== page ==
Petrella F. (2009) In: Enjolras B., Sivesind K.-H. (eds.) Civil Society in Comparative Perspective (Comparative Social Research, Volume 26), Emerald Group Publishing Limited, pp.25-48.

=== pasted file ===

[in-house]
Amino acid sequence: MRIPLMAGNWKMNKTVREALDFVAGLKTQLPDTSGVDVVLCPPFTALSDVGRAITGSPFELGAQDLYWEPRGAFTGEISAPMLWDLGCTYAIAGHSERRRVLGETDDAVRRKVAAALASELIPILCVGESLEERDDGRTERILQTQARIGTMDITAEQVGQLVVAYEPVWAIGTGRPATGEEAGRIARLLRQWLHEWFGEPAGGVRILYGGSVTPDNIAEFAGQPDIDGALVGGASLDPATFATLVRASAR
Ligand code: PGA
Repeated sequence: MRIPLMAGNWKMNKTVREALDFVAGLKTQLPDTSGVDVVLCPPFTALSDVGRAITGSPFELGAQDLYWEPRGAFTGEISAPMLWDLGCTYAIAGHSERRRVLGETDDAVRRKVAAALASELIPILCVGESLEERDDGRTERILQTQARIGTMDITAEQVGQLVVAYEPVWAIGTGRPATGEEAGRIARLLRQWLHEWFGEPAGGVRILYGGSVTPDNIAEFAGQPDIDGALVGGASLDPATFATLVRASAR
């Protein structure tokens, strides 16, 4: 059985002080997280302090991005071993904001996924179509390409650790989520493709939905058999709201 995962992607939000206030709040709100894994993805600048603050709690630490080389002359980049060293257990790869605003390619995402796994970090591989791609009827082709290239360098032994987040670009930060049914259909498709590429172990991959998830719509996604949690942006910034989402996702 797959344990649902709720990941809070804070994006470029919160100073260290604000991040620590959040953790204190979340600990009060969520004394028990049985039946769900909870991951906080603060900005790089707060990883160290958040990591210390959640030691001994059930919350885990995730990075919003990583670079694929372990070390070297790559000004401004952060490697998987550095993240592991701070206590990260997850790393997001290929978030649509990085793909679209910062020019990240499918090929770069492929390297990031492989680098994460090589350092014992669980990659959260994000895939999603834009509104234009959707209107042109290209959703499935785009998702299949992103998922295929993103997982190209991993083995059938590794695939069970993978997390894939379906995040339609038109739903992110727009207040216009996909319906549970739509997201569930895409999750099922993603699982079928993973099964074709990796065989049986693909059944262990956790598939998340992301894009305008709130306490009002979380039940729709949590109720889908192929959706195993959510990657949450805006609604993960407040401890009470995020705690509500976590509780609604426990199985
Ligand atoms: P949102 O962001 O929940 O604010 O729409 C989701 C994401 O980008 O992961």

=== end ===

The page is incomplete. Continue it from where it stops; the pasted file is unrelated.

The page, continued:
Over the past few decades, the subject of governance has come to the fore in many public discussions, notably with regard to reforms of the social protection system. Without entering into various debates the concept has generated, we shall use it in its positive sense (Gilly, Leroux, & Wallet, 2004), to designate all of the interactions between various public and private actors in the elaboration and implementation of public policies to attain shared objectives of general interest (Enjolras, 2008; Le Galès, 1998). Governance thus reflects a change in the forms of collective action – which certainly would qualify as modernisation – and the growing importance granted to management strategies in this change. It also brings out the complexity of the interrelationships between the different levels of decision-making (horizontal and vertical), which might be characterised as ‘poly-governance’ (Eme, 2005). And governance also permits a simultaneous approach to the new territorial, productive and partnership arrangements emerging in response to the different levels of constraints and socio-demographic changes. These issues lie at the heart of the transformations of the welfare state and related policies for rationalising public intervention and stabilising public finances. Studies dealing with welfare mix and welfare pluralism (Evers & Svetlik, 1993; Esping-Andersen, 1999; Ascoli & Ranci, 2002; Pestoff, 2006; Richez-Battesti, 2008) bring out different ways of combining sources of risk protection or other forms of solidarity. Such research reinforces analyses of co-ordination, as well as those of management and decision-making.